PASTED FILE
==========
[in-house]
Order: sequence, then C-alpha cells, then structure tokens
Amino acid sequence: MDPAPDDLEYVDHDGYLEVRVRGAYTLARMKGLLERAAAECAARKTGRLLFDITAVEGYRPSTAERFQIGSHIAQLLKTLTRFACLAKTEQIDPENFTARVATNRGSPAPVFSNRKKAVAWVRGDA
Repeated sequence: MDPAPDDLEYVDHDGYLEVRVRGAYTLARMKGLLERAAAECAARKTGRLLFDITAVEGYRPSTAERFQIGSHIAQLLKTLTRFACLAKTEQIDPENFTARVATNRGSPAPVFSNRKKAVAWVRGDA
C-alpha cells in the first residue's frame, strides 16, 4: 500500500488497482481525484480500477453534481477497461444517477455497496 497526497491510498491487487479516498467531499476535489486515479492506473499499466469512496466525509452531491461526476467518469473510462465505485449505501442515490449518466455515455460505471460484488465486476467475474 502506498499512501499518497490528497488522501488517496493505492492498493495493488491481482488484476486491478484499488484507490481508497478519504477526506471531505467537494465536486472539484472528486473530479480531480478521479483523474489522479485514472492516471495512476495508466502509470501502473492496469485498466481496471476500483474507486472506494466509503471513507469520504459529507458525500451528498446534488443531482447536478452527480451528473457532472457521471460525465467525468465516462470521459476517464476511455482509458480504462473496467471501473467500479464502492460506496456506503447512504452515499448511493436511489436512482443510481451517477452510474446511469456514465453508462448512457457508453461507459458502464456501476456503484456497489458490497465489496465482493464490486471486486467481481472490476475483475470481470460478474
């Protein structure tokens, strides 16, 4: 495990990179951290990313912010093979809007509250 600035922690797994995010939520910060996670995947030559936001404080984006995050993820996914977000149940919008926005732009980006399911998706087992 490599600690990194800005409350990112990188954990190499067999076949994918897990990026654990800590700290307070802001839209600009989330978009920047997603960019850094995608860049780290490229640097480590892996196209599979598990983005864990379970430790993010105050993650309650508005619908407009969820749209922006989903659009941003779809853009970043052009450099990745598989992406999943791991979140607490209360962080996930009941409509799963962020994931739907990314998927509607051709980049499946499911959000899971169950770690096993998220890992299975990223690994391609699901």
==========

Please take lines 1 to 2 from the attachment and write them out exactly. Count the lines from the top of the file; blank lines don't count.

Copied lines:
[in-house]
Order: sequence, then C-alpha cells, then structure tokens